Sewanee learns how to channel and treasure inner beauty

A "passport" to Inner BeautyPhoto by Maren Johnson

By Maren Johnson

Staff Writer

Pilgrimage is something that many Sewanee students are familiar with, from the Camino de Santiago to the Appalachian Trail. These represent traveling to a destination, both physically and metaphorically. Julie Püttgen has undergone several pilgrimages, two of which have resulted in a B.A. in Studio Art from Yale University, as well as a M.F.A. in Drawing, Painting, and Printmaking from Georgia State University. These degrees have left her with an aptitude for designing and planning art exhibitions, just like the one she recently brought to Sewanee.

For the Inner Beauty Pilgrimage, Püttgen was initially interested in how the cosmetic industry affected perceptions of self. Sometimes these products are marketed by targeting the insecurities of women. Through this exhibition, Püttgen seeks to encourage ideas of self beauty and kindness, regardless of whether one wears makeup, but it is not a criticism of wearing makeup. Püttgen has made her own “shrines” to beauty, compacts that contain a meditation and quotation on beauty. Her other beauty products include lipstick, cream, and a beauty kit. She is sharing her artwork throughout the East Coast in a project funded by a Kickstarter campaign. She has traveled through New Hampshire, Vermont, Pennsylvania, New York, Maryland, Virginia, Tennessee, and will continue her journey in Atlanta, Georgia, and will end on the West Coast.

Along with her unique brand of cosmetics, the Inner Beauty Pilgrimage offered a series of meditation spaces. Several tents were set up with pillows in them, and participants were encouraged to sit in the tents long enough to feel safe and loved. Püttgen encouraged people to feel safe, free from the anxieties of life, and thankful, for having the necessary things to live, like food and shelter. She also reminded people to feel loved, since one of the nagging human doubts that everyone experiences is, “does anybody love me?”Püttgen also explores how people can make themselves feel more content, beautiful, and kind to themselves by asking them what makes them free. She created an exercise with two people, one who holds a mirror and asks the other “What makes you free?” three times, then asks “What makes you not free?” three times. For the first set, the mirror faces the answerer, who answers to themselves. The second set is answered to the sky seen in the mirror. Then the two participants switch. Identifying and listening to what makes people free and what makes them feel restricted can help pinpoint the areas of life that should be focused on in order to feel more kind to they leave with the realization that someone finds the self. For Lauren Crider (C’17), “It made me think a lot about what I valued and how those values were connected with my feelings of freedom.” At the end of this exercise, the participants give each other blessings, which are symbolized in thread bracelets.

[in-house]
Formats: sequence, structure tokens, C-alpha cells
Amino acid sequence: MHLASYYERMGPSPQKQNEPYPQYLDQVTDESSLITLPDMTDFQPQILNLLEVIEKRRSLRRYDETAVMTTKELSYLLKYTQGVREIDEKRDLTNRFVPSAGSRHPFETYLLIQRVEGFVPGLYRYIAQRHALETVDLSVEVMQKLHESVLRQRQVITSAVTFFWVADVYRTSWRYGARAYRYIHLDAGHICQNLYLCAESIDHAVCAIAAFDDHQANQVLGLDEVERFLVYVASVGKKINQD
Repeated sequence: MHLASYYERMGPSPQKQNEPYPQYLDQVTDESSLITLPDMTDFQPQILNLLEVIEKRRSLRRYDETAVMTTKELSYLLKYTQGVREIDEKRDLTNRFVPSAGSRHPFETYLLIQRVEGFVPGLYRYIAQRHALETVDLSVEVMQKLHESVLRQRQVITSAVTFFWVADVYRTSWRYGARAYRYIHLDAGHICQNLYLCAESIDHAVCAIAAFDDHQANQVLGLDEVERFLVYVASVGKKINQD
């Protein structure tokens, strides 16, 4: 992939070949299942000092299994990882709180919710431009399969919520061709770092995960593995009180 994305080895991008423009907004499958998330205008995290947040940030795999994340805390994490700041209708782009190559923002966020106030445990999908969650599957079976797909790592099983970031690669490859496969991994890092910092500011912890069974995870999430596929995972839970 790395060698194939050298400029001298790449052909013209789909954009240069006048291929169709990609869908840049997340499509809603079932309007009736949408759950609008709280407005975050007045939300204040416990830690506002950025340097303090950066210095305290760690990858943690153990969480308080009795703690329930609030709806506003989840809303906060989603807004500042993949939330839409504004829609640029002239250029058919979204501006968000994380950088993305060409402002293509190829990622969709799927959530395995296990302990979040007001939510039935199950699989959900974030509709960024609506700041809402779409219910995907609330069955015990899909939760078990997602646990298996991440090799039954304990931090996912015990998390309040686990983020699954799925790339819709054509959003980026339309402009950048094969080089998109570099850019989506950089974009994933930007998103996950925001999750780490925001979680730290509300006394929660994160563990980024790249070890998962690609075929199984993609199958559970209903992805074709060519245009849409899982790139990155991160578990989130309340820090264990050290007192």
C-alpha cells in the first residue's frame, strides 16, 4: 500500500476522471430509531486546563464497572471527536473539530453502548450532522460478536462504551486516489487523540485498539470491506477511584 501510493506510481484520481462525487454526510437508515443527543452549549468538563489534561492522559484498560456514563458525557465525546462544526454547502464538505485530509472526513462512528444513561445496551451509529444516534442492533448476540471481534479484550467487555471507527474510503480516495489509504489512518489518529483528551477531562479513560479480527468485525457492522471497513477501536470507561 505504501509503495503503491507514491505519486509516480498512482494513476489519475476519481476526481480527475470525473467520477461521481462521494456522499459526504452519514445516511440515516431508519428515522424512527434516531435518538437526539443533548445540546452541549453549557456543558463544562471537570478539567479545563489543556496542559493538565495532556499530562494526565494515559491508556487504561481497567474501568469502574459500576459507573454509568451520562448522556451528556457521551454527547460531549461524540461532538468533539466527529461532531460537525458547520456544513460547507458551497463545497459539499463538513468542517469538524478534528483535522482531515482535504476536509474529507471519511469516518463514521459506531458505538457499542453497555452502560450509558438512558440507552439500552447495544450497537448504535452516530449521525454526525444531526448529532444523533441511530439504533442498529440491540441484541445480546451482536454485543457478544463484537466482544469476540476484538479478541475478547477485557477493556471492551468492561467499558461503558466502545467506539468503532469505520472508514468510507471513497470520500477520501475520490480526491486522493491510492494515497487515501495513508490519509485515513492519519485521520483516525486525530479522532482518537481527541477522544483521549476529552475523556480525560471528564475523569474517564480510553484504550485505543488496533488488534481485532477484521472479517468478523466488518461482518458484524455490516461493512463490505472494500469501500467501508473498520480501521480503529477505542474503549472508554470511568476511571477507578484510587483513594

The idea of partnership continues into the drawing exercise. Sitting across from one another, two people look at each other and draw the other person, without looking down at the paper. This encourages the participants to focus closely on their partner, in an intensity that people generally avoid in everyday contact. Recognizing what makes the other person beautiful and unique is an intensive task, but it pays off in the end when the participants share what they drew. As Alexis Benedict (C’16) said, “By the end of it you feel like you know the person really well, and you also notice things about the person you wouldn’t have noticed otherwise.” It becomes clear to both parties that they possess beauties they do not think about, and them beautiful. These stations were available throughout the day in the Spencer Quad, as the night fell, they moved to the Social Lodge. With an array of potluck dishes and shelter from the rain, more people were able to attend. This time an additional station was added for feet washing. As Püttgen explained, in life we don’t allow other people to take care of us, and we tend to be too busy to think about caring for others. Although initially uncomfortable and very ticklish, Phoebe Layne (C’18) at first, “felt pressure to make sure I was washing her feet ‘right,’’ but after realizing there was no ‘right’ way, “it reminded me of the fact that there is no ‘right’ or perfect way to love someone.” By washing someone’s feet, a person humbles themselves and takes the time to do something for another person. By having one’s feet washed, the other person is able to realize that he or she deserve care. Although this initially felt uncomfortable for most participants, after they experienced it, they understood its value.

Along with a general feeling of wellbeing, some participants left with Inner Beauty Passports. Püttgen designed these as a reaffirmation of identity. They provide documentation for the acceptance of each person’s many names. 108 Names of Now is a part of the exhibit which encourages people to reflect on their many identities, with religion, relationships with other people, and the other things that they feel make them who they are.

The Inner Beauty Pilgrimage left those who experienced it feeling happier, and with a new awareness that daily life can wear down the kindness people show towards themselves. With this new consciousness, perhaps the participants will remember to be kinder and will maintain these feelings. As Phoebe Layne said, “Unexpectedly, I was able to glean love, self-love, and humility on a weeknight.”